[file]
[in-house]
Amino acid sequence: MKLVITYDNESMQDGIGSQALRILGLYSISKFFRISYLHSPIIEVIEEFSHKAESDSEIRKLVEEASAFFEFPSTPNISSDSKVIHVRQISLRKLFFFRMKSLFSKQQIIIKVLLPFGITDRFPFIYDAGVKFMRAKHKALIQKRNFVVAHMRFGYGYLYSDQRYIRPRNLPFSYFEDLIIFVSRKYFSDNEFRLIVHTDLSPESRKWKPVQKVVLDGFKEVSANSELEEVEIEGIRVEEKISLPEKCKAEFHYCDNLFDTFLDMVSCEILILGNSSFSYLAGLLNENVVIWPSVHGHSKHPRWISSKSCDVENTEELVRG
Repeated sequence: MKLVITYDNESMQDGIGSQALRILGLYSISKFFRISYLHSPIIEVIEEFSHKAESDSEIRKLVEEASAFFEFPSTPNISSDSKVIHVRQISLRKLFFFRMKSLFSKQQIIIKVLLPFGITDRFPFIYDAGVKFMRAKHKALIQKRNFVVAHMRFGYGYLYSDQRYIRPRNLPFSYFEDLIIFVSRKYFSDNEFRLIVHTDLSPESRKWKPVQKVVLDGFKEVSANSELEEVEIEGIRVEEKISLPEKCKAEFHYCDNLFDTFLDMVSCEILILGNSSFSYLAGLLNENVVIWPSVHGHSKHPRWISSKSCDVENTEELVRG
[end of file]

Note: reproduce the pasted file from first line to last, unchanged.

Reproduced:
[in-house]
Amino acid sequence: MKLVITYDNESMQDGIGSQALRILGLYSISKFFRISYLHSPIIEVIEEFSHKAESDSEIRKLVEEASAFFEFPSTPNISSDSKVIHVRQISLRKLFFFRMKSLFSKQQIIIKVLLPFGITDRFPFIYDAGVKFMRAKHKALIQKRNFVVAHMRFGYGYLYSDQRYIRPRNLPFSYFEDLIIFVSRKYFSDNEFRLIVHTDLSPESRKWKPVQKVVLDGFKEVSANSELEEVEIEGIRVEEKISLPEKCKAEFHYCDNLFDTFLDMVSCEILILGNSSFSYLAGLLNENVVIWPSVHGHSKHPRWISSKSCDVENTEELVRG
Repeated sequence: MKLVITYDNESMQDGIGSQALRILGLYSISKFFRISYLHSPIIEVIEEFSHKAESDSEIRKLVEEASAFFEFPSTPNISSDSKVIHVRQISLRKLFFFRMKSLFSKQQIIIKVLLPFGITDRFPFIYDAGVKFMRAKHKALIQKRNFVVAHMRFGYGYLYSDQRYIRPRNLPFSYFEDLIIFVSRKYFSDNEFRLIVHTDLSPESRKWKPVQKVVLDGFKEVSANSELEEVEIEGIRVEEKISLPEKCKAEFHYCDNLFDTFLDMVSCEILILGNSSFSYLAGLLNENVVIWPSVHGHSKHPRWISSKSCDVENTEELVRG